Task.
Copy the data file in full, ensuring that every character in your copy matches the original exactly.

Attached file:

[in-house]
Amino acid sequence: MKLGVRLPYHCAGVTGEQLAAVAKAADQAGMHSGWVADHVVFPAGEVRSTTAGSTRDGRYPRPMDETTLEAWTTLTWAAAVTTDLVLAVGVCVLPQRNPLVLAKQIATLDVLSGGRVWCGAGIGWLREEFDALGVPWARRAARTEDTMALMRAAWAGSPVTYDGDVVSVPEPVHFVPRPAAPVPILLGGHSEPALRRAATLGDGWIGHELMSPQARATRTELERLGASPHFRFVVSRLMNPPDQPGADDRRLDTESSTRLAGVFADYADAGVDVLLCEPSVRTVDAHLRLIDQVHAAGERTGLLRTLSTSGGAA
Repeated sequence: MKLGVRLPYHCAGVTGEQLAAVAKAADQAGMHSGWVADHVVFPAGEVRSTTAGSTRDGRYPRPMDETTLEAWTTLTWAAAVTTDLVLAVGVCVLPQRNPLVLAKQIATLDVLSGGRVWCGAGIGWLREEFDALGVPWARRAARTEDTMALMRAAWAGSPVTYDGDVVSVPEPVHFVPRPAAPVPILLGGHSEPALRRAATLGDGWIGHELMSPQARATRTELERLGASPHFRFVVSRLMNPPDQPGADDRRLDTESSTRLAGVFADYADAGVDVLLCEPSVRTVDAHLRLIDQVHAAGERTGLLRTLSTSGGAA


[in-house]
Amino acid sequence: MKLGVRLPYHCAGVTGEQLAAVAKAADQAGMHSGWVADHVVFPAGEVRSTTAGSTRDGRYPRPMDETTLEAWTTLTWAAAVTTDLVLAVGVCVLPQRNPLVLAKQIATLDVLSGGRVWCGAGIGWLREEFDALGVPWARRAARTEDTMALMRAAWAGSPVTYDGDVVSVPEPVHFVPRPAAPVPILLGGHSEPALRRAATLGDGWIGHELMSPQARATRTELERLGASPHFRFVVSRLMNPPDQPGADDRRLDTESSTRLAGVFADYADAGVDVLLCEPSVRTVDAHLRLIDQVHAAGERTGLLRTLSTSGGAA
Repeated sequence: MKLGVRLPYHCAGVTGEQLAAVAKAADQAGMHSGWVADHVVFPAGEVRSTTAGSTRDGRYPRPMDETTLEAWTTLTWAAAVTTDLVLAVGVCVLPQRNPLVLAKQIATLDVLSGGRVWCGAGIGWLREEFDALGVPWARRAARTEDTMALMRAAWAGSPVTYDGDVVSVPEPVHFVPRPAAPVPILLGGHSEPALRRAATLGDGWIGHELMSPQARATRTELERLGASPHFRFVVSRLMNPPDQPGADDRRLDTESSTRLAGVFADYADAGVDVLLCEPSVRTVDAHLRLIDQVHAAGERTGLLRTLSTSGGAA